Critical studies in sexualities and reproduction
South Africa is faced with multiple challenges surrounding sexuality and reproduction, including forced sexual debut, sexual coercion, sexual violence, HIV infection, ‘corrective’ rape, unwanted pregnancy, a high maternal mortality rate, barriers to sexual and reproductive health service provision, and lack of access to termination of pregnancy services despite its legal status. These challenges are simultaneously rooted in and serve to perpetuate a range of social inequities centred on race, class, ability, sexual orientation, age and gender. A substantial amount of research that has grappled with these complexities has been conducted at Rhodes University over the last decade. This multidisciplinary work has received international recognition and has been used to inform national sexual and reproductive health strategies.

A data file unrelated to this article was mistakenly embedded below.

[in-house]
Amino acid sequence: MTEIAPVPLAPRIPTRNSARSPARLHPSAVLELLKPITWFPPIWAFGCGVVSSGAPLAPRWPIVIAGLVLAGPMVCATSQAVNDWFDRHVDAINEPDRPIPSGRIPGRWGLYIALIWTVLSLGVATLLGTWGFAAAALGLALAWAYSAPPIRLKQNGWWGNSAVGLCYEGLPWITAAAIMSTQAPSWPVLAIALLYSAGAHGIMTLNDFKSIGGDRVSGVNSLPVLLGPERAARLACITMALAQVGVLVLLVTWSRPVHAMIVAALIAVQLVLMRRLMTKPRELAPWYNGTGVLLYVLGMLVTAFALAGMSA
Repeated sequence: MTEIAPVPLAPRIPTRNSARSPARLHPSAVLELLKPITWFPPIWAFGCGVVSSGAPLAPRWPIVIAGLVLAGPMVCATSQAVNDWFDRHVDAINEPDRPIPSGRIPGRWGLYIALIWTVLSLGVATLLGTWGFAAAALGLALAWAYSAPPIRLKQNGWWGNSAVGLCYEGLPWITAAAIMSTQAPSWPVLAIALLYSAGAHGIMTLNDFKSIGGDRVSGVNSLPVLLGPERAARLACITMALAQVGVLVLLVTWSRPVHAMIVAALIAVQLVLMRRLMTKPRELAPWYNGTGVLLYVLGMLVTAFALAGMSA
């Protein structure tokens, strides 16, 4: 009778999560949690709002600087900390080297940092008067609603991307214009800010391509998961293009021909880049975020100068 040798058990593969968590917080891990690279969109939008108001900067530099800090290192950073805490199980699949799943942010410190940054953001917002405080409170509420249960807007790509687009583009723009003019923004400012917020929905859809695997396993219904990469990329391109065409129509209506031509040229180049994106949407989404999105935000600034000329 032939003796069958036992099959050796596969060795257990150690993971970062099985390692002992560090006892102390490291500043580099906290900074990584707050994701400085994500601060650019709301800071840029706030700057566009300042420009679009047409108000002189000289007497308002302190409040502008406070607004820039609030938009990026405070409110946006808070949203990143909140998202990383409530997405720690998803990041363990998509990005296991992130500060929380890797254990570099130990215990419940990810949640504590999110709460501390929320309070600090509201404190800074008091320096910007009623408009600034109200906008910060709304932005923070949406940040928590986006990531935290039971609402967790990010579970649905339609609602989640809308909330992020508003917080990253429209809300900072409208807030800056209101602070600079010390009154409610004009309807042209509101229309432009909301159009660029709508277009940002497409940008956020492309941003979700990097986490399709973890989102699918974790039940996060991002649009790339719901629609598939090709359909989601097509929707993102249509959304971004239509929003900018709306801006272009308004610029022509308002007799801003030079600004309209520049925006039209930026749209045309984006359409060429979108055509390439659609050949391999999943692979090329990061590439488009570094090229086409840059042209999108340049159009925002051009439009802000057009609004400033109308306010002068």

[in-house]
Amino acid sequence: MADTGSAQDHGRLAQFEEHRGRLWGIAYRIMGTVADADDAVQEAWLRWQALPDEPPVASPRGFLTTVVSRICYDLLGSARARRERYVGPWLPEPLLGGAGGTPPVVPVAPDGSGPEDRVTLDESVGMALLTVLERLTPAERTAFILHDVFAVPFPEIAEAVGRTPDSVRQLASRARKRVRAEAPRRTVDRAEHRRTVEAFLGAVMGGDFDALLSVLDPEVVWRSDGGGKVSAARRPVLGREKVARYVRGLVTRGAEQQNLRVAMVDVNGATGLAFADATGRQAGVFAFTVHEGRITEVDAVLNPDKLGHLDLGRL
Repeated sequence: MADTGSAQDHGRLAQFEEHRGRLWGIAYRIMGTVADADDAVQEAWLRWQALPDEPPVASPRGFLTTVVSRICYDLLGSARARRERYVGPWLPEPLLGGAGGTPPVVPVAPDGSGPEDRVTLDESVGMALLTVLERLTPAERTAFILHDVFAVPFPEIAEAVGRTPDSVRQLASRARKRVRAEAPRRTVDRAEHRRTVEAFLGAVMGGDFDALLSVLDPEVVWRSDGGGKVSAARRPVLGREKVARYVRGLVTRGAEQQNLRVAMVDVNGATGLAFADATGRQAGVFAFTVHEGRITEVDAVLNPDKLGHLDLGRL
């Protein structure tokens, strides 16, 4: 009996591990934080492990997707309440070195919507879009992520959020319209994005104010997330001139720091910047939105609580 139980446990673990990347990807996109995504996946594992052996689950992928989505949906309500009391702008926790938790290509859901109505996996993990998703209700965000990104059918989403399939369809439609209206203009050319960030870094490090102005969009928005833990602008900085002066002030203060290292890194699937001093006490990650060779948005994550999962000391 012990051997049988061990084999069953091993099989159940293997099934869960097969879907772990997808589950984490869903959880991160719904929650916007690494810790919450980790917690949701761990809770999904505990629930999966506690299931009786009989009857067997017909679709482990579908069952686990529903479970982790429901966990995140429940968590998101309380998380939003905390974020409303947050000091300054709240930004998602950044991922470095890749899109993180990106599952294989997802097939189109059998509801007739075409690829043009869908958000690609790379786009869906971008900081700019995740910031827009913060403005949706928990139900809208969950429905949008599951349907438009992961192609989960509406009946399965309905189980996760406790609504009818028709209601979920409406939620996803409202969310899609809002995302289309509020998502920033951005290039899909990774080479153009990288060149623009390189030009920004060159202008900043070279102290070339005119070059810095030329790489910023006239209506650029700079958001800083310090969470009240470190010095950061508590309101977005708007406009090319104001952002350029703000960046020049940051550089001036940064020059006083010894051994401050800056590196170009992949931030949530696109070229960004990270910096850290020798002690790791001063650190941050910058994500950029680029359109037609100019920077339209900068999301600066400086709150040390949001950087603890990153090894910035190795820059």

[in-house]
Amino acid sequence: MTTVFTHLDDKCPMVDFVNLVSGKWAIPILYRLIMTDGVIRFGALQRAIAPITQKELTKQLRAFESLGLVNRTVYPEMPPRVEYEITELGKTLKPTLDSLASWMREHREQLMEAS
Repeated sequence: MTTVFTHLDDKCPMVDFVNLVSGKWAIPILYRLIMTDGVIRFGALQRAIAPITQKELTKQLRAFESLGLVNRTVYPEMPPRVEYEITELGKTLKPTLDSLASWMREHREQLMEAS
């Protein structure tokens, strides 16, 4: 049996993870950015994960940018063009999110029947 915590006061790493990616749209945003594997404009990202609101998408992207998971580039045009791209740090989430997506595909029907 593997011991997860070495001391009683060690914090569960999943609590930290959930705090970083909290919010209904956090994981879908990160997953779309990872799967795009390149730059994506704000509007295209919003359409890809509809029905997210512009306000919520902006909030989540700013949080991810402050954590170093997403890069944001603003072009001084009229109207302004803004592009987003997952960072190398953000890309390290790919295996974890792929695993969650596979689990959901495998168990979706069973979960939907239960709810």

The broad aims of the research conducted in the area of Critical Studies in Sexualities and Reproduction are to analyse: (1) discourses concerning sexualities (e.g. sexual orientation, “adolescent” sexuality) and reproduction/pregnancy deployed in public and private spaces; (2) the range of taken-for-granted assumptions or absent traces (e.g. regarding the nature of adolescence, mothering, family formation and function, race and class) that underpin interventions with respect to sexuality and reproduction; (3) the governmental technologies of representation and intervention that achieve or undermine particular gendering, racialising and class-based effects, and lead to the continuation/discontinuation of sexual and reproductive health inequities; (4) the manner in which particular discourses regarding sexualities and reproduction are perpetuated or resisted in the everyday lives of men, women and their families; and (5) the interstice between carers (such as health service providers and teachers) and the recipients of sexual and reproductive health or education services and the manner in which these interactions promote or hinder sexual and reproductive health/citizenship. As such, the research steps outside of the usual biomedical or public health approach to sexual and reproductive health. Rather a range of theoretical approaches (postcolonialism, post-structuralism, feminism) and in-depth qualitative methodologies are utilised to illuminate the multiple and complex social processes embedded in sexualities and reproduction.